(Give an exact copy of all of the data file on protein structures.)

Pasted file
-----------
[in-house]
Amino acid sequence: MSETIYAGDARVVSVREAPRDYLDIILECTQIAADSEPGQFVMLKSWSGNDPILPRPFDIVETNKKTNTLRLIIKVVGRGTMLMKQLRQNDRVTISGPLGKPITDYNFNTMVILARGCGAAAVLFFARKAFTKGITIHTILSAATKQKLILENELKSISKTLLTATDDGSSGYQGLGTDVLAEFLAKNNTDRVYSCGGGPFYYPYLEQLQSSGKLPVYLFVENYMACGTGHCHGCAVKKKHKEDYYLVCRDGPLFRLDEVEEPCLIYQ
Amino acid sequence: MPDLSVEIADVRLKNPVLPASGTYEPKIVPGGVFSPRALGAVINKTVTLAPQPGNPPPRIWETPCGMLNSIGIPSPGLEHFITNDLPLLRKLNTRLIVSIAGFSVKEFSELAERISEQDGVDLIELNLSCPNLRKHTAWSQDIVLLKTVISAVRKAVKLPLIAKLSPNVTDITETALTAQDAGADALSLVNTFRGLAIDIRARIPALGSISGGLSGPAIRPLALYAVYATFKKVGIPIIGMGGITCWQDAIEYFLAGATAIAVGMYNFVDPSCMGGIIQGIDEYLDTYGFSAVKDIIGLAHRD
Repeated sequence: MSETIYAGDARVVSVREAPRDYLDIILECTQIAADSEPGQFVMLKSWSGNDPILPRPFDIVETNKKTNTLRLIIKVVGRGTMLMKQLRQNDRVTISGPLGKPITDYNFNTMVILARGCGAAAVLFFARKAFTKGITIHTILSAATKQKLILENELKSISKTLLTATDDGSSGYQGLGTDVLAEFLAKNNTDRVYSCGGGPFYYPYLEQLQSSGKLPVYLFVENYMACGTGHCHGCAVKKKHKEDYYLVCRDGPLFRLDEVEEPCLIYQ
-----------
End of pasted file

[in-house]
Amino acid sequence: MSETIYAGDARVVSVREAPRDYLDIILECTQIAADSEPGQFVMLKSWSGNDPILPRPFDIVETNKKTNTLRLIIKVVGRGTMLMKQLRQNDRVTISGPLGKPITDYNFNTMVILARGCGAAAVLFFARKAFTKGITIHTILSAATKQKLILENELKSISKTLLTATDDGSSGYQGLGTDVLAEFLAKNNTDRVYSCGGGPFYYPYLEQLQSSGKLPVYLFVENYMACGTGHCHGCAVKKKHKEDYYLVCRDGPLFRLDEVEEPCLIYQ
Amino acid sequence: MPDLSVEIADVRLKNPVLPASGTYEPKIVPGGVFSPRALGAVINKTVTLAPQPGNPPPRIWETPCGMLNSIGIPSPGLEHFITNDLPLLRKLNTRLIVSIAGFSVKEFSELAERISEQDGVDLIELNLSCPNLRKHTAWSQDIVLLKTVISAVRKAVKLPLIAKLSPNVTDITETALTAQDAGADALSLVNTFRGLAIDIRARIPALGSISGGLSGPAIRPLALYAVYATFKKVGIPIIGMGGITCWQDAIEYFLAGATAIAVGMYNFVDPSCMGGIIQGIDEYLDTYGFSAVKDIIGLAHRD
Repeated sequence: MSETIYAGDARVVSVREAPRDYLDIILECTQIAADSEPGQFVMLKSWSGNDPILPRPFDIVETNKKTNTLRLIIKVVGRGTMLMKQLRQNDRVTISGPLGKPITDYNFNTMVILARGCGAAAVLFFARKAFTKGITIHTILSAATKQKLILENELKSISKTLLTATDDGSSGYQGLGTDVLAEFLAKNNTDRVYSCGGGPFYYPYLEQLQSSGKLPVYLFVENYMACGTGHCHGCAVKKKHKEDYYLVCRDGPLFRLDEVEEPCLIYQ